One of my three favorite stories from yesterday’s papers was the one in the (London) Daily Telegraph about how Kate Winslet, in an interview with Marie Claire magazine, is all in a huff about being thought of as middle-class. Not that anyone has actually called her middle-class, at least not since she was a teenager at an audition where a director accused her of falsely claiming to be from Reading — a then (partly) working-class, now (largely) bedroom community between London and Oxford — because she spoke proper, which is to say "middle-class" English instead of the Cockney growl that was then the common currency of the theatrical world because it was supposed to bespeak authenticity. Now, having won an Oscar for The Reader and a Golden Globe for Revolutionary Road, she thinks it necessary to stake her claim to that presumptive authenticity as if it were as great an accolade than either of her glittering prizes.
In today’s Telegraph, columnist James Delingpole heaps scorn upon this claim:
If Kate’s working class, then I’m most definitely working class. And so, in all likelihood, are you. Why should any of us desire this? For the same reason Kate does, I would imagine. You see, the thing about working-class people is that they’re earthy and real. They’re the engine room of the economy. Their wit is pungent. Their language coarse yet marvellously poetic. They live — like Mellors the gamekeeper — in a world of pure feeling and intense emotion untrammelled by the prissy dishonesty of their supposed social betters. They are the wellspring of all that is meaningful and true.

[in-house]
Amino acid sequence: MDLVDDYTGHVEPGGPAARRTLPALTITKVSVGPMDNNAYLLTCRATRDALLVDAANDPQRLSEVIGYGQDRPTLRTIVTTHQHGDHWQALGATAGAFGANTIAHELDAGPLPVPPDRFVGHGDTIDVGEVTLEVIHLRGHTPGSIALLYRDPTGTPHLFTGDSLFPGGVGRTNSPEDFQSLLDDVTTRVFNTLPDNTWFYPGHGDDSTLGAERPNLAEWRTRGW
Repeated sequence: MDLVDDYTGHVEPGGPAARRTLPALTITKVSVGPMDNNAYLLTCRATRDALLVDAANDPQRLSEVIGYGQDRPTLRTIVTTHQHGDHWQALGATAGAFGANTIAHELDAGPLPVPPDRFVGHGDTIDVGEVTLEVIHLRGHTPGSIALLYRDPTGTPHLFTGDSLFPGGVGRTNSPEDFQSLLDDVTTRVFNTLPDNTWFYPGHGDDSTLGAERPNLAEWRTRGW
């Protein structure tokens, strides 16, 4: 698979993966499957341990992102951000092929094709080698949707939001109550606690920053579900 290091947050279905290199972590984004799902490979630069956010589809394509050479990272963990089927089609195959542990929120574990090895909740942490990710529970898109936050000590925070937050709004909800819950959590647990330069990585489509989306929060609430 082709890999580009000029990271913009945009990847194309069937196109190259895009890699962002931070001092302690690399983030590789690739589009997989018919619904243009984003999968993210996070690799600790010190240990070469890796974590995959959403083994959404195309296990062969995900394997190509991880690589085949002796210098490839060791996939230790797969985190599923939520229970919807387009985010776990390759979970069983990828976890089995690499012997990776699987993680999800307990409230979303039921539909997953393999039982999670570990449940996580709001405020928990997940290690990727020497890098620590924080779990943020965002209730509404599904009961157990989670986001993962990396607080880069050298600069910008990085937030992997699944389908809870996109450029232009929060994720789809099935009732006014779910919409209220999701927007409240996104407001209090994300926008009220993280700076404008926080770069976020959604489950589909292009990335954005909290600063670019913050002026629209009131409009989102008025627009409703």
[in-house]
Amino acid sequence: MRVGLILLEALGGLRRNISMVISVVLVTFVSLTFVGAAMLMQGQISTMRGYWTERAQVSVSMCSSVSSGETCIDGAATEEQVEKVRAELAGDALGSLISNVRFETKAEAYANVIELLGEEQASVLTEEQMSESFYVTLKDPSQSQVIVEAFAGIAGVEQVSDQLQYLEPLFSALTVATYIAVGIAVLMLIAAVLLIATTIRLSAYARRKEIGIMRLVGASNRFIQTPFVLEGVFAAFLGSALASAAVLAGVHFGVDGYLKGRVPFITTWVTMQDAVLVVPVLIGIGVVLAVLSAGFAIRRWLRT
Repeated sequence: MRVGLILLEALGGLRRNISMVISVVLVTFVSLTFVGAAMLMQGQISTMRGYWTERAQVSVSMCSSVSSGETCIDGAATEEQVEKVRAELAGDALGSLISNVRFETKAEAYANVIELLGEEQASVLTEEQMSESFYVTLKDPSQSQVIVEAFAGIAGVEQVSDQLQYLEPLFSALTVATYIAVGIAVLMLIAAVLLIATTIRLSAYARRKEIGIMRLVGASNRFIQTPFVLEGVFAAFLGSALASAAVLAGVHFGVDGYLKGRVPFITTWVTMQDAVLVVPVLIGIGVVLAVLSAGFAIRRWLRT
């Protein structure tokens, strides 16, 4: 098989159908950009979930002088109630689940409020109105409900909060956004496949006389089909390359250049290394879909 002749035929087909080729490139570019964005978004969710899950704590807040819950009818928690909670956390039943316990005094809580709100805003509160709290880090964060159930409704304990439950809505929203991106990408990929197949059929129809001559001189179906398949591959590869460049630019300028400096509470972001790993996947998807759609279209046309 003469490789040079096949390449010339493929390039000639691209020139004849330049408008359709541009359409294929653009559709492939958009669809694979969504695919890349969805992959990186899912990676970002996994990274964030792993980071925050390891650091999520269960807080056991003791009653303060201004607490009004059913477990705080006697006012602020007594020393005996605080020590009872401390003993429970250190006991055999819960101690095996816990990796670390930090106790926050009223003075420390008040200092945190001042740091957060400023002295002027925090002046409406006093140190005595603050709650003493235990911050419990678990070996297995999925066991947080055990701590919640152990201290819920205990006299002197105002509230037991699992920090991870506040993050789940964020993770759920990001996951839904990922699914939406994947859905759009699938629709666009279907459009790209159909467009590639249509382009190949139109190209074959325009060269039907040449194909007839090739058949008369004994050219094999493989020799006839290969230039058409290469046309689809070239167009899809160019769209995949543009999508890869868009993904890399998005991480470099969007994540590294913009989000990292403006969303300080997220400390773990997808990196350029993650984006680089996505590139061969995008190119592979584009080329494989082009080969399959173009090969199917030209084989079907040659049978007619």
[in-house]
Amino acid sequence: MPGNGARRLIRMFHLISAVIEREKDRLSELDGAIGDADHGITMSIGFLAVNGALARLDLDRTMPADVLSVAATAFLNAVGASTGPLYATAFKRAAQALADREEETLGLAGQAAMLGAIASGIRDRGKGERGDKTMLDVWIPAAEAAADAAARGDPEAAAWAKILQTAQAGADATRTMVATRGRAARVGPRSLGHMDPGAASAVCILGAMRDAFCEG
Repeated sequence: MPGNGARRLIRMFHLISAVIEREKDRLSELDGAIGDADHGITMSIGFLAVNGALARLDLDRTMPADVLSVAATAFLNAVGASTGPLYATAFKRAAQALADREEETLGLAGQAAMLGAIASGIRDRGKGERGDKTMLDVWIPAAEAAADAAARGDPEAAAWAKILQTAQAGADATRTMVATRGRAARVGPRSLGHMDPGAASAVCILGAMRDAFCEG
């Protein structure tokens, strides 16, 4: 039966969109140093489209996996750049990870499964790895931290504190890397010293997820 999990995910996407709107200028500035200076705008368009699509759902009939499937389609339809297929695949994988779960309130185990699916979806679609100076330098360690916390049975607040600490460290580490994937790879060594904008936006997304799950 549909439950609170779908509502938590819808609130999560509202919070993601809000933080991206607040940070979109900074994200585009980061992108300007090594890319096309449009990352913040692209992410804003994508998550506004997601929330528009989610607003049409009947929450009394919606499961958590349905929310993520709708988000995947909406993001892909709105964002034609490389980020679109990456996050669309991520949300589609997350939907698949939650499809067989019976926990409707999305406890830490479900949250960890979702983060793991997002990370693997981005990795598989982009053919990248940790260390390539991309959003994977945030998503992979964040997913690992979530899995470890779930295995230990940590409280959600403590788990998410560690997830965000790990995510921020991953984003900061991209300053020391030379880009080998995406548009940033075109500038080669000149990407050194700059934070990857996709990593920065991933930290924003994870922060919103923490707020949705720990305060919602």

All this is true, as is the fact (which Mr Delingpole also points out) that the genuine working class — as opposed to those who claim to belong to it — scarcely exists in Britain anymore. But there is another answer to his question of why the beautiful people are desperate to proclaim their proletarian origins. It is because the class model of society bequeathed to us by Marx and others fits better with the favored historical narrative of the media culture. That world of good guys and bad guys in the class struggle also fits in with the moralization of political differences to which the media and their adjunct, the acting profession, are also devoted.
To such people, being "real" — a word that is often in their mouths — means to be living on an intuitive level, in touch with one’s feelings, as the saying goes, and therefore non-"repressed" like the middle classes of old. For of course today’s middle classes are quite as non-repressed as what remains of the working classes — which in Britain would be better described as the non-working classes. But that old and now long-obsolete class division is preserved in the media and theatrical imagination — partly on account of nostalgia and partly because they need it as something to define themselves by. They imagine that there is still an official culture, a culture of repression and stiff-upper lips and sexual continence and so forth because they still need something to rebel against, if we are to enjoy that cachet of the declassé rebel, like Che Guevera who, in spite of being a thug and a murderer has just had yet another movie made of his life.
My other two favorite stories in the paper were the one about the man who had a grizzly bear as best man at his wedding to the actress Missi Pyle and the one about how Catherine Zeta-Jones, a woman with a serious claim to be the most beautiful in the world wants to play Susan Boyle in the movie that is to be made about the homely Scottish songbird. I can’t help thinking that there must be a connection between the plight of American newspapers and the fact that I didn’t see any of these stories in any of the several domestic papers I perused yesterday. Yet they are all "familiar matter of today" — as Wordsworth said of his own Highland lass’s ravishing song — and therefore doubtless all over the Internet. As I so often find myself saying these days, it’s the media’s world; we’re only living in it. That’s what makes it odd that so many in the media themselves are not.